But when it comes to determining safety risks at the donor level, the blood agency's assessments can look highly arbitrary. Why not ban everyone who travelled to Britain from 1980 to 1996, and not just those who stayed three months or more? Because that would severely limit blood donations - too many Canadians made that trip. Why not distinguish between vegetarians and meat-eaters, or follow other countries that have set the rate at six months rather than three? Of course, in Britain there is no exclusion based on long-term residence - when everyone is affected, you don't have the luxury.

But then, says Greta Bauer, an epidemiologist with the Schulich School of Medicine at the University of Western Ontario, "We don't really know if there's any association between having been in the U.K. for three months and developing vCJD. How can you test for that? There's isn't a clear criterion for shaping that policy. It seems to have developed more along the lines of, 'We should do something. But what should it be?' " Such bureaucratic hesitation can be defended when so little is known about vCJD. But the lifetime ban for male donors who have had sex with men at any time since 1977 is proving much harder to justify.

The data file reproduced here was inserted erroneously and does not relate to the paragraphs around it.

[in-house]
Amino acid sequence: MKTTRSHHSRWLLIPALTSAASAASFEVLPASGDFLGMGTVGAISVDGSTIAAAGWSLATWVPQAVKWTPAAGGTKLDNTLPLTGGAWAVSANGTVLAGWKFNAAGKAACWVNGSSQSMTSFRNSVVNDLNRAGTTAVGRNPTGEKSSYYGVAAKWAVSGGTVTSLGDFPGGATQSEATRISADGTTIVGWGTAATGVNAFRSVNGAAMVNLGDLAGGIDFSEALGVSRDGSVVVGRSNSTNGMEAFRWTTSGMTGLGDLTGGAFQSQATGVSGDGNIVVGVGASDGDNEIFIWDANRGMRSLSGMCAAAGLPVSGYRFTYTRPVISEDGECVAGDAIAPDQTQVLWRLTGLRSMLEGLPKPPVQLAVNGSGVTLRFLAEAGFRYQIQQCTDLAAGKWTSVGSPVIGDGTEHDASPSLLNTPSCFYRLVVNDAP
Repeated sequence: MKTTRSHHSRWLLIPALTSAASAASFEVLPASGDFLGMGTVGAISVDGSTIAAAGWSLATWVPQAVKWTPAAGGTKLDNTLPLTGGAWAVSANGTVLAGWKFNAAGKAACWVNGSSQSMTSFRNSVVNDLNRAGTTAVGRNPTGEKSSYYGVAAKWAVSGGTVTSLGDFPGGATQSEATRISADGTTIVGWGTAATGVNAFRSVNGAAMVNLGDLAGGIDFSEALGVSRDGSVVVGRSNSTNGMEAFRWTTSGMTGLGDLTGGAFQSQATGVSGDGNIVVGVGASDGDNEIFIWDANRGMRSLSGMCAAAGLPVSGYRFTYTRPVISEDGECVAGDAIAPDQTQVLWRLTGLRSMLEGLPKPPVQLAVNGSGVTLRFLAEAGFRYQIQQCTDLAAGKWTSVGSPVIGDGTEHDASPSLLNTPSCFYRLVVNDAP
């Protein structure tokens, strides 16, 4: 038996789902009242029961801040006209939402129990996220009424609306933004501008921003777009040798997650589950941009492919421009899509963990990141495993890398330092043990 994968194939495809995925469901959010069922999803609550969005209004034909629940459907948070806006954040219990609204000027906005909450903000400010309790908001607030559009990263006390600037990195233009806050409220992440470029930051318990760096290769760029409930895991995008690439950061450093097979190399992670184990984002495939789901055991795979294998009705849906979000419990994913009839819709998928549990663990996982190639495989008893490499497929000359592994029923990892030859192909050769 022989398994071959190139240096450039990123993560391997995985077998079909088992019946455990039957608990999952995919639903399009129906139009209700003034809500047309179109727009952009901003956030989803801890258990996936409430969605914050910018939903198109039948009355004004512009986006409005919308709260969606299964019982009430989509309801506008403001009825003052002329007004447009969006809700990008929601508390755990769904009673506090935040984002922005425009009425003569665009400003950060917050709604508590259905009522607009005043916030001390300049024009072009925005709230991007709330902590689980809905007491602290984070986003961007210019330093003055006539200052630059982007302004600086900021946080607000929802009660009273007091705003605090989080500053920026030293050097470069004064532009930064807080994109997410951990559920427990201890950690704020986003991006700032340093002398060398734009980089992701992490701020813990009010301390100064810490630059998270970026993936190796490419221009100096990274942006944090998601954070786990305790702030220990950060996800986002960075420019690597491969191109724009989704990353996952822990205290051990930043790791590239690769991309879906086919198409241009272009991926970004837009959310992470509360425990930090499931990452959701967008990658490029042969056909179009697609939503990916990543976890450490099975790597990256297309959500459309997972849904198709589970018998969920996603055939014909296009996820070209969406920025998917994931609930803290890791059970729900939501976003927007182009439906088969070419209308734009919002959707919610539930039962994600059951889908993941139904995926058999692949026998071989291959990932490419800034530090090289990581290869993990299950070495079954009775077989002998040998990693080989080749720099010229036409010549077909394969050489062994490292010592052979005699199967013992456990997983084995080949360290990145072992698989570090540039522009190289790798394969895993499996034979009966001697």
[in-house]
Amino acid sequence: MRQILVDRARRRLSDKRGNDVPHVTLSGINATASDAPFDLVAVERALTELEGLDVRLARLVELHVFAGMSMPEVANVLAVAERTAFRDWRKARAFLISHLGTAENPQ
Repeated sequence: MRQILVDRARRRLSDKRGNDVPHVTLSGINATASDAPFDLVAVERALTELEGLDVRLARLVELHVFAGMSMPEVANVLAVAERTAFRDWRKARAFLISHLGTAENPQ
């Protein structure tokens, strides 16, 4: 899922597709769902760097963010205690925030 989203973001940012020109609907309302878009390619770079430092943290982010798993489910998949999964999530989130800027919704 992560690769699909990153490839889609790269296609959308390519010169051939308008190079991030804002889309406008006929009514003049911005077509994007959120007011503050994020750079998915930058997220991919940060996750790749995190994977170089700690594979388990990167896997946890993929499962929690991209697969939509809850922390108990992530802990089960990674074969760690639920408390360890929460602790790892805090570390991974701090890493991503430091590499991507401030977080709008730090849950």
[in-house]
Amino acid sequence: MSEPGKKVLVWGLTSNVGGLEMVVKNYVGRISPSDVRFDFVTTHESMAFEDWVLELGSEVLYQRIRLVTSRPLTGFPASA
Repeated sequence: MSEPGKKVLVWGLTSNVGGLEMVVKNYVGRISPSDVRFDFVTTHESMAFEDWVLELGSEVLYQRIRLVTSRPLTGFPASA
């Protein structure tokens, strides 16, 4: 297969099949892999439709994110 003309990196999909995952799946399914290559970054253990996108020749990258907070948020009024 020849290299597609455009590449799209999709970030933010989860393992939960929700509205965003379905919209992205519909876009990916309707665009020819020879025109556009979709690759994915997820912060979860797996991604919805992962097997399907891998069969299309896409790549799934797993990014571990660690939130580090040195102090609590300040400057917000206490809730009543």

" It's all quite irrational "- Mark Wainberg, head of the McGill University AIDS Centre

Dr. Wainberg is also co-author of a recent paper in the Canadian Medical Association Journal that argued against the lifetime ban - which was devised in 1983, before the development of highly sensitive tests now used to screen donated blood and detect HIV.